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Presidential conversations

On this Presidents’ Day, let’s take a minute to consider the President of the United States and a complicated history for the people Indigenous to this land and the governments that were here first.
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Presidents once spent a great deal of time thinking about the Native people in this country. A century ago, the appointment of the federal government’s Indian Commissioner and local Indian agents were still a big deal.

Gradually, though, presidents spent less and less time thinking about American Indians. More and more of policy was delegated to Congress, the courts, and the Interior Department.

On this President’s Day perhaps it’s worth considering what a country knows about its Indigenous people.

On April 29, 1994, President Clinton became the first President to invite the leaders of all federally recognized Tribes to the White House. He said, at the time, he pledged to work with tribal leaders to establish a true government-to-government partnership.

Well, to put it in a bigger context, the Obama administration kind of reached new heights. They started a Tribal Nations Conference that happened every year and had direct consultation with the tribes in a way that was unprecedented. And so they set the bar really high. And the Trump administration has rolled back most of that and either not done the same sort of level of discourse with tribes or just ignored tribes. Where the Trump administration has put most of its energy is into the resource extraction issues and working with the tribes that have coal and oil, for example.

When we are students, most of us learn about city, county, state government. But what we don’t learn is how tribes fit into our national system. Treaties, and tribal sovereignty, are complicated concepts that we hear about later, most often in news stories that involve conflict over jurisdiction, natural resources or some other potent issue.

Something to think about on this holiday.

The powerful asset of tribal lands

Who has a seat at the table? That impacts everything from public policy, corporate culture and, for tribes across the country, who controls their land. In this episode, we look at issues that impact the future and well-being of tribal nations, through a sovereignty lens.

In California, the site of one of the oldest and largest Ohlone villages is being threatened by developers. A proposed housing complex would destroy what's left of the village, which is the first place along the San Francisco Bay area where people lived.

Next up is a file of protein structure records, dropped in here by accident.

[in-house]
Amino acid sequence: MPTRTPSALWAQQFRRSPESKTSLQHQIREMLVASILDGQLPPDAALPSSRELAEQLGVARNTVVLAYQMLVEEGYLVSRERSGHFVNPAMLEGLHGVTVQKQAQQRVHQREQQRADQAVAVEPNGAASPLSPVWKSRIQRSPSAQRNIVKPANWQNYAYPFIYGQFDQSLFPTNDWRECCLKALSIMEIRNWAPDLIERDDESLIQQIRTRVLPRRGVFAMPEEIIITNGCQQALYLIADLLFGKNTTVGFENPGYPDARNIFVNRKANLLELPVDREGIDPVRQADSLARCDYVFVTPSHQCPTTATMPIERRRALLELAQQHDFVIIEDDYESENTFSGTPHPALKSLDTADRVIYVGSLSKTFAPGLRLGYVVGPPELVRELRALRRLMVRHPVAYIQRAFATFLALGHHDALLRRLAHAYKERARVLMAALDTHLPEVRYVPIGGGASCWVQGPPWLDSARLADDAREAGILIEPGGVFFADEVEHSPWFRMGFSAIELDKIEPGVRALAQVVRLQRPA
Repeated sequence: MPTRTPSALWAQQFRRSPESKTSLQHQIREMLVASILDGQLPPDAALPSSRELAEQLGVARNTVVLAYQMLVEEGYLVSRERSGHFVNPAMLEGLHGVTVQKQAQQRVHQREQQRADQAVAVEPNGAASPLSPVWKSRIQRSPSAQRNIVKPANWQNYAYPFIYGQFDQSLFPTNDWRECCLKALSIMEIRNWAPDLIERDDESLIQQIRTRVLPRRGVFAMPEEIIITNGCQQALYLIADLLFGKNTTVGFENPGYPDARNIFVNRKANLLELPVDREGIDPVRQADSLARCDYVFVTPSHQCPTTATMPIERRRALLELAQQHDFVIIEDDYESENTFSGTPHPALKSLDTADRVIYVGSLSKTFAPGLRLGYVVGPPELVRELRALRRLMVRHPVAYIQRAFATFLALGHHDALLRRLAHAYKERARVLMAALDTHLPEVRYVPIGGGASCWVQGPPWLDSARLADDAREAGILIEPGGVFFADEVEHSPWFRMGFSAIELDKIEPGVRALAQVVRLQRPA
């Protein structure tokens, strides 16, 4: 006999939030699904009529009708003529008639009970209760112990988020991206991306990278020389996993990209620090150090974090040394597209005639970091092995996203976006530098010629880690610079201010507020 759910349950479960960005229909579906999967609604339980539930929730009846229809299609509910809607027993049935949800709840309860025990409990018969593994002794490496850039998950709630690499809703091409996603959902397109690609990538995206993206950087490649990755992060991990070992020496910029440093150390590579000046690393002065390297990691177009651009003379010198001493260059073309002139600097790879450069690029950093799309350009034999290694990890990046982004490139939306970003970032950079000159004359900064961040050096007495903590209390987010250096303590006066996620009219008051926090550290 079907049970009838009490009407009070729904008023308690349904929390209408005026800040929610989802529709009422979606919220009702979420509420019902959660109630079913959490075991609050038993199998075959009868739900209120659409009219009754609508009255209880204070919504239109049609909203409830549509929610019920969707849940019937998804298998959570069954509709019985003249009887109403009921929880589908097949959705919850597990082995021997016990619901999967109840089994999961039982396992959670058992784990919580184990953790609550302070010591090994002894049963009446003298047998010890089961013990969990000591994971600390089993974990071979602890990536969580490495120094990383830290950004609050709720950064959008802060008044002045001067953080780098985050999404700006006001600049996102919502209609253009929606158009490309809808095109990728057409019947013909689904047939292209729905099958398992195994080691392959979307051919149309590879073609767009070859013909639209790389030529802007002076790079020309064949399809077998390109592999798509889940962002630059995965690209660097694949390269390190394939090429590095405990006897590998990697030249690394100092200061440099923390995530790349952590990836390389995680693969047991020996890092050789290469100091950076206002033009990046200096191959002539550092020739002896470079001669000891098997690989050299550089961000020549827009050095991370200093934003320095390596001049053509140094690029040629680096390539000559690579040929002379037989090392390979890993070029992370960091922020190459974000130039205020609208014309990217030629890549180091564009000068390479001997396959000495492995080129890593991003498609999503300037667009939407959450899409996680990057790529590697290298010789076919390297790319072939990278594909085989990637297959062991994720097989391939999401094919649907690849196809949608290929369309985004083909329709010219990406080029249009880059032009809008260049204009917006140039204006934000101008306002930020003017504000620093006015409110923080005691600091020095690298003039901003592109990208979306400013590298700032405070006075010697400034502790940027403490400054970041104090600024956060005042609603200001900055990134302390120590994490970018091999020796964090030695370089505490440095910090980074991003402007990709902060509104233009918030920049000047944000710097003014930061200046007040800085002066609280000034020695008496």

The Leech Lake Band of Ojibwe and the Confederated Tribes of the Umatilla Indian Reservation are two of many Tribes across the country that have comprehensive plans to expand their land base. The Indian Land Tenure Foundation is a national, community-based organization focused on American Indian land recovery and management.

California has a new law requiring corporate boards to diversify their members to include minorities. Only a few Native Americans have a seat at the board.

Native Americans took to social media in dismay over law enforcement’s reaction to the insurgence at the U.S. Capitol, January 6. ICT puts that in perspective from the Alcatraz takeover in 1969.

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A Mohawk potter reflects her culture in clay.

Corinna Gould, Tribal Leader, Confederated Villages of Lisjan, Oakland, California:

Most of our sites are covered with asphalt and buildings and our, our sacred landscapes are almost disappeared in the naked eye. And so it's important for us, not only as Lisjan people to take up this site, but for people that now live in our territory to realize these amazing, sacred places in their myths.

Cris Stainbrook, Indian Land Tenure Foundation President:

It's important that examples like Umatilla and Leech Lake are out there, so people can see that it's not, it's not howling at the moon--it's actually happening and you just have to put a plan together and move forward.

Rebecca Adamson, Cherokee Economist, Fredericksburg, Virginia

It was because an Indian person was there that it was able to really address those things that are so crucial to us like self-determination. So we have to have some kind of unified way to look at board diversity with Indian country being part of that equation.

Robert Warrior, Acting Chair, Department of American Studies, University of Kansas, Lawrence, Kansas

That's one of the things that we're all doing right now with what happened in DC last week is seeing that, that we thought we were coming out of something with the Trump administration ending, but I don't know that people thought that this would be entering into a new watershed moment. And it seems like that's a real possibility here of what's going on in in, in 2021, is that sense that we don't know what's going to happen next. And I think that's the real similarity with Alcatraz as well.

Meet Katsitsionni Fox, Bear Clan from the Mohawk Nation. She is an artist, filmmaker and educator. You can follow her pottery at #lifegiverspottery

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Mark Trahant, Shoshone-Bannock, is editor of Indian Country Today. On Twitter: @TrahantReports Trahant is based in Phoenix.

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